Sexual Violence and Rape: How to Help a Friend
If a friend confides they have been raped, sexually abused, or assaulted, your support can mean a lot. The way you can help depends on the situation.
What if a Friend Needs Help Right Now?
If your friend needs help right now, you can:
- Call or text the National Sexual Assault Hotline or 800-656-HOPE (4763). It’s free and confidential. Trained counselors are there to help 24 hours a day. They can tell you where to go for care in your area. They can explain the next steps to take. For example, if someone has been raped or sexually assaulted, they can explain why it’s best not to wash, shower, use the bathroom, or change clothes before getting medical care. If your friend is injured and needs medical care, you can also call 911 or go to a local urgent care center.
- Be with your friend to offer comfort and support. Do your best to stay calm.
- Ask if there’s someone else they want you to call for them, like a parent or close relative.
What if a Friend Confides About Sexual Violence From the Past?
If your friend tells you about something that happened in the past, your support may matter more than you know. You can:
- Listen. Let your friend decide when and how much to confide. Don’t ask lots of questions or pressure them for details. Let them tell you in their own words. And remind them that anytime they want to talk, you’ll listen.
- Respond in a caring way. It can help to say something like, “I’m really sorry that happened to you.” Or you could say, “That’s a lot to go through.” Let them know that you believe what they’re telling you.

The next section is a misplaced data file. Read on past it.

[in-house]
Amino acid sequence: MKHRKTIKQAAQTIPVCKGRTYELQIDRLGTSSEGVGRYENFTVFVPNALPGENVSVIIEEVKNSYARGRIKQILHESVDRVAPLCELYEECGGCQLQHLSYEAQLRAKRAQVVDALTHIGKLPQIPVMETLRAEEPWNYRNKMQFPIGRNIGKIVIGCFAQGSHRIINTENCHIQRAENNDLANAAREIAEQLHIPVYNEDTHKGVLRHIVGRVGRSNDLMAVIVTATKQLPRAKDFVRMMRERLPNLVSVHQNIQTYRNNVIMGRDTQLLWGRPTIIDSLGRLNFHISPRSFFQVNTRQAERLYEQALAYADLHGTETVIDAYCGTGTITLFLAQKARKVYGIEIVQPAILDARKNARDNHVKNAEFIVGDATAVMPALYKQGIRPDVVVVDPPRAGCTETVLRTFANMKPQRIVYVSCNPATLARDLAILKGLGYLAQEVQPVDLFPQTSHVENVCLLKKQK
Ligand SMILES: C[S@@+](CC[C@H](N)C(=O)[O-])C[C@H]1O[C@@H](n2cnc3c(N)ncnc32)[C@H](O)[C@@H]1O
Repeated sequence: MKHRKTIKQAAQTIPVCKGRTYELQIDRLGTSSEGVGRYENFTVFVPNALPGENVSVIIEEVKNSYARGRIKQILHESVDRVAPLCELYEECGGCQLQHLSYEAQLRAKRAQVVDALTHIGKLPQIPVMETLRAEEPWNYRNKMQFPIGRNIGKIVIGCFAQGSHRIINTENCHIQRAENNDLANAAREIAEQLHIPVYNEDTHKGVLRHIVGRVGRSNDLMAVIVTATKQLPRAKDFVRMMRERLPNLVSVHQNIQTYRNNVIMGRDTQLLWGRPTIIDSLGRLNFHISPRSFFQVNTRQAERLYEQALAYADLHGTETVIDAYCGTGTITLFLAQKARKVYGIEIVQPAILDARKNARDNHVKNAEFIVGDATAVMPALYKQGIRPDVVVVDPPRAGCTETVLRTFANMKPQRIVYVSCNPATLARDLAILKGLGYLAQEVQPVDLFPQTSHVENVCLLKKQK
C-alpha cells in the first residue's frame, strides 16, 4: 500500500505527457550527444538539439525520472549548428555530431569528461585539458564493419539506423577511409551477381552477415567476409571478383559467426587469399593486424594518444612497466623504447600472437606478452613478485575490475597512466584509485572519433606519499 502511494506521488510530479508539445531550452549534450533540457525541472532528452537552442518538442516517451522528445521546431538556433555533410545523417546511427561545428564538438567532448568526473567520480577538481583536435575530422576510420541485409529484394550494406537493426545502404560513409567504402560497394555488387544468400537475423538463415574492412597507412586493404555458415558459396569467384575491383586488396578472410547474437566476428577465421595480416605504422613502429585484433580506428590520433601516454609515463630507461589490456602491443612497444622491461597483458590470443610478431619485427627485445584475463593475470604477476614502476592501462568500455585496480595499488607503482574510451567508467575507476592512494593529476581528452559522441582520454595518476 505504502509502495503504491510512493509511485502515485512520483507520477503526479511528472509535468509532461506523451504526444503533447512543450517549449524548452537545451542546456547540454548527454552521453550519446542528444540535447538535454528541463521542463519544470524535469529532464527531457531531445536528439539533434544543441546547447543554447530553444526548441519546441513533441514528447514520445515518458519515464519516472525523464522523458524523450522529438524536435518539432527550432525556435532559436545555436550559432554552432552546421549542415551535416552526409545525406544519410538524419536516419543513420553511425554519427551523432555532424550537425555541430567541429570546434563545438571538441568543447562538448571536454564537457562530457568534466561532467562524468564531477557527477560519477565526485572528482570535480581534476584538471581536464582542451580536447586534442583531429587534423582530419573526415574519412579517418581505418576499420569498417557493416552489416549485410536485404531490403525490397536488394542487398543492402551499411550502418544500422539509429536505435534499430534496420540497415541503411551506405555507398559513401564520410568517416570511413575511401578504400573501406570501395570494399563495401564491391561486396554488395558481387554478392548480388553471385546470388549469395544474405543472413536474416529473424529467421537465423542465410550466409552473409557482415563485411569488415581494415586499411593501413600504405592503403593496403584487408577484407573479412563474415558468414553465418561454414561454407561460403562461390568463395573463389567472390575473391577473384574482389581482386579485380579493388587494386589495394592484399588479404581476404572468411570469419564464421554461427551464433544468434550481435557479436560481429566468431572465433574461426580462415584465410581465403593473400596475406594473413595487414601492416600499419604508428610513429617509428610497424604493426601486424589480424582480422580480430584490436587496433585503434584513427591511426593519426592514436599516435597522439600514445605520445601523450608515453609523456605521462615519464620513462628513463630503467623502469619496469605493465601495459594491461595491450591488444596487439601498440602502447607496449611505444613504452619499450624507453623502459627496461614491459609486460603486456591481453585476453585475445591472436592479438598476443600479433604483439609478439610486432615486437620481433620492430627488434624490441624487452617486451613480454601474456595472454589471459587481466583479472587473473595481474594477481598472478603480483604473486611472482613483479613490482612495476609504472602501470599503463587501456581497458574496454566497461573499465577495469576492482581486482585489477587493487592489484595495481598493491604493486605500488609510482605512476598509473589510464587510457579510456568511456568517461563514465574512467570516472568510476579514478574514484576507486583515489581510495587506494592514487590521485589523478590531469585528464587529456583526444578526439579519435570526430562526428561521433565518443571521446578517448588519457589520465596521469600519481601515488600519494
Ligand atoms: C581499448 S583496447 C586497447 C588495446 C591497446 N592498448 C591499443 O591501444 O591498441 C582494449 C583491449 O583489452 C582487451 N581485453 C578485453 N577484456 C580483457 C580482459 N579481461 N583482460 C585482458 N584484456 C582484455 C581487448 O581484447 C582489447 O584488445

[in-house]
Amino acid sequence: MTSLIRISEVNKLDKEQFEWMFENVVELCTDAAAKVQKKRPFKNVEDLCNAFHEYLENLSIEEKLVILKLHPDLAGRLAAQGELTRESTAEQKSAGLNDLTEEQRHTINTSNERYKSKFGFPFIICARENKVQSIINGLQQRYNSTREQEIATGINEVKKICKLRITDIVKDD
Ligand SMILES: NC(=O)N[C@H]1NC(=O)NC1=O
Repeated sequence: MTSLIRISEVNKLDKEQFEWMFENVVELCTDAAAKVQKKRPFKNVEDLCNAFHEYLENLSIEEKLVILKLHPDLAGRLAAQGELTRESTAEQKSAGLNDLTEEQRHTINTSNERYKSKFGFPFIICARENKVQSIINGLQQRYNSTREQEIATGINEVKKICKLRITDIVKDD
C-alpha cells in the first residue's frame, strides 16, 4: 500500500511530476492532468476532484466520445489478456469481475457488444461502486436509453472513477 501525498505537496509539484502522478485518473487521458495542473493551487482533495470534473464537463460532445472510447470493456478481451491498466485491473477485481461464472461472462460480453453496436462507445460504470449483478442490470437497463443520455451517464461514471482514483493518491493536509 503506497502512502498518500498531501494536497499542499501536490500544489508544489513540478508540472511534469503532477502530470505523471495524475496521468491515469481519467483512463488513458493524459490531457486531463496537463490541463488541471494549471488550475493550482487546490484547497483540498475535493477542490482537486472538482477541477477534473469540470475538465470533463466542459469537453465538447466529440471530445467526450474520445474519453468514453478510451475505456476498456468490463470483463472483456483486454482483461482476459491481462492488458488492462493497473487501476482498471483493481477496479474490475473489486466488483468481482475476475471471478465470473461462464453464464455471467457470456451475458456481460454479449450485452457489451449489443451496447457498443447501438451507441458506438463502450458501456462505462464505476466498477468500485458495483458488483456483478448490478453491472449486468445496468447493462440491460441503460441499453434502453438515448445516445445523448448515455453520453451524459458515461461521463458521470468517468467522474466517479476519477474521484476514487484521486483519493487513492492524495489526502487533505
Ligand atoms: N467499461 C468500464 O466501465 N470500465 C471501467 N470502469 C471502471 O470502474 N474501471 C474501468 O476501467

- Ask how they’re doing now — and if they have the care and support they need. Sexual violence sometimes causes injuries or health issues that need medical care. It also can cause deep emotional hurt called trauma. To fully heal, people may need therapy that helps them work through emotional trauma. Some people need other things too. For example, some need help learning how to leave an abusive relationship. Some need to find out how to report harassment or violence.
- Look for and share good resources. Use safe online resources. Good resources have information and guidance you can trust. They also can connect your friend with counselors who are trained to help. Here are some resources you can trust:
- Tell your friend that what happened is not their fault. Maybe they regret being with someone who was violent or abusive. Or they might think, “If only I had…” or “If only I hadn’t…” It’s easy to understand why people might feel and think these things. But there is nothing they did — or didn’t do — to deserve or cause what happened.
- Encourage your friend. At times, your friend may feel discouraged or think they will never feel OK again. To help, let your friend know you see that what happened was hard to go through. Also tell them you see their strength, and they have what it takes to move through this. Remind them it’s OK to take their time. Say you’ll be there to support them along the way.
- Thank your friend for sharing their story with you. It takes courage to share a story of sexual violence. It means a lot to have a friend who is willing to confide in you. It says they trust you and value your friendship. Be sure to honor that trust — and their privacy. Don’t repeat your friend’s story to others. Leave it up to your friend to decide who to tell.
- Just be a friend. At times, check in with your friend and ask how they’re doing. But don’t make it the only thing you talk about. What happened affects them, but it doesn’t define them as a person. Talk about lots of things together. Do activities you both enjoy. Having a friend to count on — and being that kind of friend — lifts both people.